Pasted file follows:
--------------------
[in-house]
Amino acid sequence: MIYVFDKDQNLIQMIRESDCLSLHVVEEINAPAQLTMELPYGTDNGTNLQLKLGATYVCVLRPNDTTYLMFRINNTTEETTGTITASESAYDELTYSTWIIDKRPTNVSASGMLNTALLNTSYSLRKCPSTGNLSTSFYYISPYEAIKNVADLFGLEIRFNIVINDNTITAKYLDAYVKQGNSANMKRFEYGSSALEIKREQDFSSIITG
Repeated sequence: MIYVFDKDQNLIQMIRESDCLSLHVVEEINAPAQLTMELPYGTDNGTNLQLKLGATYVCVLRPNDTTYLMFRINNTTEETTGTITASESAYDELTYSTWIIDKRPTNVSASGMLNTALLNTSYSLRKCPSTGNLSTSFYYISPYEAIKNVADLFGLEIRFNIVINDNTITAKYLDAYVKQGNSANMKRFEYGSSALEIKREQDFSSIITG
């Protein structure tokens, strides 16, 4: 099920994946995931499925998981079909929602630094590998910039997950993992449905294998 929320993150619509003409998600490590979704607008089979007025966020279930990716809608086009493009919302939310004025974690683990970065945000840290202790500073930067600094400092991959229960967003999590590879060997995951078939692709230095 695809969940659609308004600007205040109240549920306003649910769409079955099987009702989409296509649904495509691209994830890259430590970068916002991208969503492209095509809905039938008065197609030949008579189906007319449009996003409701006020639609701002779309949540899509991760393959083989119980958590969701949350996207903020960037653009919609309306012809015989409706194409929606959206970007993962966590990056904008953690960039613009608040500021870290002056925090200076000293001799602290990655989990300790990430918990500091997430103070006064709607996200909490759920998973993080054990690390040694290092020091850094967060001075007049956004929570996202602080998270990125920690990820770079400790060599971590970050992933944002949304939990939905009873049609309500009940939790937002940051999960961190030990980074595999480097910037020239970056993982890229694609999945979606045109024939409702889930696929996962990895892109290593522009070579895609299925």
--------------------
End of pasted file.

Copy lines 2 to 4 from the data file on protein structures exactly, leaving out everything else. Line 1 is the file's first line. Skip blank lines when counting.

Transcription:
Amino acid sequence: MIYVFDKDQNLIQMIRESDCLSLHVVEEINAPAQLTMELPYGTDNGTNLQLKLGATYVCVLRPNDTTYLMFRINNTTEETTGTITASESAYDELTYSTWIIDKRPTNVSASGMLNTALLNTSYSLRKCPSTGNLSTSFYYISPYEAIKNVADLFGLEIRFNIVINDNTITAKYLDAYVKQGNSANMKRFEYGSSALEIKREQDFSSIITG
Repeated sequence: MIYVFDKDQNLIQMIRESDCLSLHVVEEINAPAQLTMELPYGTDNGTNLQLKLGATYVCVLRPNDTTYLMFRINNTTEETTGTITASESAYDELTYSTWIIDKRPTNVSASGMLNTALLNTSYSLRKCPSTGNLSTSFYYISPYEAIKNVADLFGLEIRFNIVINDNTITAKYLDAYVKQGNSANMKRFEYGSSALEIKREQDFSSIITG
């Protein structure tokens, strides 16, 4: 099920994946995931499925998981079909929602630094590998910039997950993992449905294998 929320993150619509003409998600490590979704607008089979007025966020279930990716809608086009493009919302939310004025974690683990970065945000840290202790500073930067600094400092991959229960967003999590590879060997995951078939692709230095 695809969940659609308004600007205040109240549920306003649910769409079955099987009702989409296509649904495509691209994830890259430590970068916002991208969503492209095509809905039938008065197609030949008579189906007319449009996003409701006020639609701002779309949540899509991760393959083989119980958590969701949350996207903020960037653009919609309306012809015989409706194409929606959206970007993962966590990056904008953690960039613009608040500021870290002056925090200076000293001799602290990655989990300790990430918990500091997430103070006064709607996200909490759920998973993080054990690390040694290092020091850094967060001075007049956004929570996202602080998270990125920690990820770079400790060599971590970050992933944002949304939990939905009873049609309500009940939790937002940051999960961190030990980074595999480097910037020239970056993982890229694609999945979606045109024939409702889930696929996962990895892109290593522009070579895609299925």